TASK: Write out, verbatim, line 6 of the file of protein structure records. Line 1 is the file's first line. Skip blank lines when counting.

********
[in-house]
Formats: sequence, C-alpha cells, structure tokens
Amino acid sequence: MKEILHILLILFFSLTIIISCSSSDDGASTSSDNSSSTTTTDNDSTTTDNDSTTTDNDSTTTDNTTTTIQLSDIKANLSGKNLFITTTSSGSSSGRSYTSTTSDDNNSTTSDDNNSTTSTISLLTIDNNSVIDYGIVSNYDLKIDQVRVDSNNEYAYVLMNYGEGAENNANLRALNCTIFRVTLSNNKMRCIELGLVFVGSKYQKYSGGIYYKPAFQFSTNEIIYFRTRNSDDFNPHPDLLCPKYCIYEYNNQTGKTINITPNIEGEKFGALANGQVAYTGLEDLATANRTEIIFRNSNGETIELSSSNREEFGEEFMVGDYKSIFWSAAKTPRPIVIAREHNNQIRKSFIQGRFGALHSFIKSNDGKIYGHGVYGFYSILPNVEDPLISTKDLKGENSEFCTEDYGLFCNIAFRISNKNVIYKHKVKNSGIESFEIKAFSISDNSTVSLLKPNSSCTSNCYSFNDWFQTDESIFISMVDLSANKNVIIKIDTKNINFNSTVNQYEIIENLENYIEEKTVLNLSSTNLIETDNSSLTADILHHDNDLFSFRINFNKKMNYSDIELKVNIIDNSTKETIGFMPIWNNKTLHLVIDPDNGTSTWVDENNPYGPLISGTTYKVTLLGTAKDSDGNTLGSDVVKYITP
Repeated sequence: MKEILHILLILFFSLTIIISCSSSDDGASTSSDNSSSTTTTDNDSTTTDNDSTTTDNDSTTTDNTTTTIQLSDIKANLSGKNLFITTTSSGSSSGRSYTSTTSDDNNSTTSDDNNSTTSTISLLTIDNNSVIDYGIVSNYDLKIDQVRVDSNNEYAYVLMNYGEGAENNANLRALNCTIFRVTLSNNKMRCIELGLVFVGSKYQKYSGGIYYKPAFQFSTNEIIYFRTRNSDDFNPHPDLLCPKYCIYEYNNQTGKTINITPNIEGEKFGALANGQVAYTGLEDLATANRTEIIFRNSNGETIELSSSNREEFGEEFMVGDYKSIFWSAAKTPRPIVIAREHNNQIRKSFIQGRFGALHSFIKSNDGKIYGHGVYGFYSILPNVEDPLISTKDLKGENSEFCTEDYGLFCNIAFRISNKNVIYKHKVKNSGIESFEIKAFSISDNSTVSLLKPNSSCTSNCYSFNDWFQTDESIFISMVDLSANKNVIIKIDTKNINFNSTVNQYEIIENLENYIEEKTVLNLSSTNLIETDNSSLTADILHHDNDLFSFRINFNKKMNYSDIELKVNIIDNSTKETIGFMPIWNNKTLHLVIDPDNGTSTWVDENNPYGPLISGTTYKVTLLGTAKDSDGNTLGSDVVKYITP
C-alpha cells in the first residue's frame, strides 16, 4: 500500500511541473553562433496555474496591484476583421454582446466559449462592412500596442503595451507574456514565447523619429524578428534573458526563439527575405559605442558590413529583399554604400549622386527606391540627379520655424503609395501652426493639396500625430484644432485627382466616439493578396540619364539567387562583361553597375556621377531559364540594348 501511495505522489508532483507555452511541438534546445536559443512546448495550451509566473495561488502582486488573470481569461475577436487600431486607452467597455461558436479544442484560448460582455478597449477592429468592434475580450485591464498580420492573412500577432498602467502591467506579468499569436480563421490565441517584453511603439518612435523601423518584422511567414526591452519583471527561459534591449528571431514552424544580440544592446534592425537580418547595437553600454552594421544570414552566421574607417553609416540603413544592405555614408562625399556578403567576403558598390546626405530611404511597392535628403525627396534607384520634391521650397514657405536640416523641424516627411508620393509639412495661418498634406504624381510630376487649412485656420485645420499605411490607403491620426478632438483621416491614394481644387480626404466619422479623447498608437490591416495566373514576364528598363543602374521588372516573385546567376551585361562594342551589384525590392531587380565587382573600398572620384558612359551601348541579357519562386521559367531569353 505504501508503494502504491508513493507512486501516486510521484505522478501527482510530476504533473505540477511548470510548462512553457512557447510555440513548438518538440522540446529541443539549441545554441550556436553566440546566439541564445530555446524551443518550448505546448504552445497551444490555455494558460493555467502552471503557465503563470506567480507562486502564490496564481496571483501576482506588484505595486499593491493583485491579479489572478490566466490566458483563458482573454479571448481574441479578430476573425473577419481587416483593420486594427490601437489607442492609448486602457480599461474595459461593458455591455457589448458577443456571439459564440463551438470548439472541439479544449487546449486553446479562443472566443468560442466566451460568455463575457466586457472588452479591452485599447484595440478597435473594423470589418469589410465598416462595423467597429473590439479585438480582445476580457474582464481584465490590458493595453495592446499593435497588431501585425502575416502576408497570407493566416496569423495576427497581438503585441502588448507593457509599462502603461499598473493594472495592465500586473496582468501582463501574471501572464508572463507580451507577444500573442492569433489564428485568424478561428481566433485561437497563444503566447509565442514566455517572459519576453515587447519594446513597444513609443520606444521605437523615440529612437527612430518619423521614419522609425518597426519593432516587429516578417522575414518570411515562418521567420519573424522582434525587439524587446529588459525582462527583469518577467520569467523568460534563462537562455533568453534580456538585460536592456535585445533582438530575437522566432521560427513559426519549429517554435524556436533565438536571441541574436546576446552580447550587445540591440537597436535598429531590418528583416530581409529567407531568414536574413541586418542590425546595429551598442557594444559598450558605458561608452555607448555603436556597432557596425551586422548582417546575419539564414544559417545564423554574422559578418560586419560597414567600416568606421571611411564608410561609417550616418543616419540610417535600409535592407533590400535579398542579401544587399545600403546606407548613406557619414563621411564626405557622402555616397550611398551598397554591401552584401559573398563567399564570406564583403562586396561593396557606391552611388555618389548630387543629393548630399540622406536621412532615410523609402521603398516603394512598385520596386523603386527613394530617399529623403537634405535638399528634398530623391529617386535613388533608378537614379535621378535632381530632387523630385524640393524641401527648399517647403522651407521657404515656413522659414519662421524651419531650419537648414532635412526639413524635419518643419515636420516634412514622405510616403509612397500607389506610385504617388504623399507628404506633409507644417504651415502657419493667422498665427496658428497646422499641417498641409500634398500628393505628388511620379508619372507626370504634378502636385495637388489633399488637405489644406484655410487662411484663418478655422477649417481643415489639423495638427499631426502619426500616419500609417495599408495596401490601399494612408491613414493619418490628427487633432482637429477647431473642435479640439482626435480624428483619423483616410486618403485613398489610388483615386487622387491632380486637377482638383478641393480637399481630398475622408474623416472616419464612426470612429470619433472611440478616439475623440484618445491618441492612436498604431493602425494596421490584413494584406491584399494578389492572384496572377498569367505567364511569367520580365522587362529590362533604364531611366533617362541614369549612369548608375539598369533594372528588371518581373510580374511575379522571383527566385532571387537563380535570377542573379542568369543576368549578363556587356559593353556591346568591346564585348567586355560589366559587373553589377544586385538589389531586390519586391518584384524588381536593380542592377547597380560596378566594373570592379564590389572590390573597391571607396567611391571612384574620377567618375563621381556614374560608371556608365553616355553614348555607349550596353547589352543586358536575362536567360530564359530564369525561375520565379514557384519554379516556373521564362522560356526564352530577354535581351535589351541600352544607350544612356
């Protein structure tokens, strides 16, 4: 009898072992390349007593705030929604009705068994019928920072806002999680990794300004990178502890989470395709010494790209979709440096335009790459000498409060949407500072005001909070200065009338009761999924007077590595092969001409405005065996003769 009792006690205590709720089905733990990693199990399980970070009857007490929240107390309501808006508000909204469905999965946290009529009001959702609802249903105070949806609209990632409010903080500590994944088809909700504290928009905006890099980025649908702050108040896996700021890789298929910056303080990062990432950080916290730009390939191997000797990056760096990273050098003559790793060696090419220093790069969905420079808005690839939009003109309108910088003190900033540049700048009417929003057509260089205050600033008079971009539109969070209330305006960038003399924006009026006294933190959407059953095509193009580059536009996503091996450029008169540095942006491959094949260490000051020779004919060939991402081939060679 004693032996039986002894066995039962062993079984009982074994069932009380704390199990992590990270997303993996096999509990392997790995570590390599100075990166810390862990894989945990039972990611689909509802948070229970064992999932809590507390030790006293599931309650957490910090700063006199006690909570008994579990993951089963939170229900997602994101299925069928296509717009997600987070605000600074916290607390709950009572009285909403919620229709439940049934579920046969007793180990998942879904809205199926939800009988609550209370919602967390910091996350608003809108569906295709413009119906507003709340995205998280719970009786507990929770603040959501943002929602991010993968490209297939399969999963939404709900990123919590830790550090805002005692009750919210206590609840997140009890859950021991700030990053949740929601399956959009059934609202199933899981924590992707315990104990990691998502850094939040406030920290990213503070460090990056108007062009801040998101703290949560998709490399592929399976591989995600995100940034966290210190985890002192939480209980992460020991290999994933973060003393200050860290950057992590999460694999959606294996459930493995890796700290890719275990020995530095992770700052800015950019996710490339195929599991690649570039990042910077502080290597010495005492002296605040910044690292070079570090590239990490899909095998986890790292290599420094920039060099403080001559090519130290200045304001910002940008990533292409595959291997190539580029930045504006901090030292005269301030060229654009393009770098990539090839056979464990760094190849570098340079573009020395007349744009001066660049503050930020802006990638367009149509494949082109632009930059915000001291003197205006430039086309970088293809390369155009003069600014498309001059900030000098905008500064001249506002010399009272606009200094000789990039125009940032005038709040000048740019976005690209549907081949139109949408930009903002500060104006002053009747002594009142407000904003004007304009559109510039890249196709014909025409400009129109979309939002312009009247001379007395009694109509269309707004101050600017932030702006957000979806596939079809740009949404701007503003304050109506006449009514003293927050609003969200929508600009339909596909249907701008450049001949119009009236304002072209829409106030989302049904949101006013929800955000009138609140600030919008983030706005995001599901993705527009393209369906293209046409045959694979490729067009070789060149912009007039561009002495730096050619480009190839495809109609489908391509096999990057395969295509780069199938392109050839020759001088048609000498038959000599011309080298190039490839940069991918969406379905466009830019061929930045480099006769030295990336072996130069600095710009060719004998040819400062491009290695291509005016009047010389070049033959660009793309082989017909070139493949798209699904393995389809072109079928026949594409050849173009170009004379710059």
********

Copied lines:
């Protein structure tokens, strides 16, 4: 009898072992390349007593705030929604009705068994019928920072806002999680990794300004990178502890989470395709010494790209979709440096335009790459000498409060949407500072005001909070200065009338009761999924007077590595092969001409405005065996003769 009792006690205590709720089905733990990693199990399980970070009857007490929240107390309501808006508000909204469905999965946290009529009001959702609802249903105070949806609209990632409010903080500590994944088809909700504290928009905006890099980025649908702050108040896996700021890789298929910056303080990062990432950080916290730009390939191997000797990056760096990273050098003559790793060696090419220093790069969905420079808005690839939009003109309108910088003190900033540049700048009417929003057509260089205050600033008079971009539109969070209330305006960038003399924006009026006294933190959407059953095509193009580059536009996503091996450029008169540095942006491959094949260490000051020779004919060939991402081939060679 004693032996039986002894066995039962062993079984009982074994069932009380704390199990992590990270997303993996096999509990392997790995570590390599100075990166810390862990894989945990039972990611689909509802948070229970064992999932809590507390030790006293599931309650957490910090700063006199006690909570008994579990993951089963939170229900997602994101299925069928296509717009997600987070605000600074916290607390709950009572009285909403919620229709439940049934579920046969007793180990998942879904809205199926939800009988609550209370919602967390910091996350608003809108569906295709413009119906507003709340995205998280719970009786507990929770603040959501943002929602991010993968490209297939399969999963939404709900990123919590830790550090805002005692009750919210206590609840997140009890859950021991700030990053949740929601399956959009059934609202199933899981924590992707315990104990990691998502850094939040406030920290990213503070460090990056108007062009801040998101703290949560998709490399592929399976591989995600995100940034966290210190985890002192939480209980992460020991290999994933973060003393200050860290950057992590999460694999959606294996459930493995890796700290890719275990020995530095992770700052800015950019996710490339195929599991690649570039990042910077502080290597010495005492002296605040910044690292070079570090590239990490899909095998986890790292290599420094920039060099403080001559090519130290200045304001910002940008990533292409595959291997190539580029930045504006901090030292005269301030060229654009393009770098990539090839056979464990760094190849570098340079573009020395007349744009001066660049503050930020802006990638367009149509494949082109632009930059915000001291003197205006430039086309970088293809390369155009003069600014498309001059900030000098905008500064001249506002010399009272606009200094000789990039125009940032005038709040000048740019976005690209549907081949139109949408930009903002500060104006002053009747002594009142407000904003004007304009559109510039890249196709014909025409400009129109979309939002312009009247001379007395009694109509269309707004101050600017932030702006957000979806596939079809740009949404701007503003304050109506006449009514003293927050609003969200929508600009339909596909249907701008450049001949119009009236304002072209829409106030989302049904949101006013929800955000009138609140600030919008983030706005995001599901993705527009393209369906293209046409045959694979490729067009070789060149912009007039561009002495730096050619480009190839495809109609489908391509096999990057395969295509780069199938392109050839020759001088048609000498038959000599011309080298190039490839940069991918969406379905466009830019061929930045480099006769030295990336072996130069600095710009060719004998040819400062491009290695291509005016009047010389070049033959660009793309082989017909070139493949798209699904393995389809072109079928026949594409050849173009170009004379710059």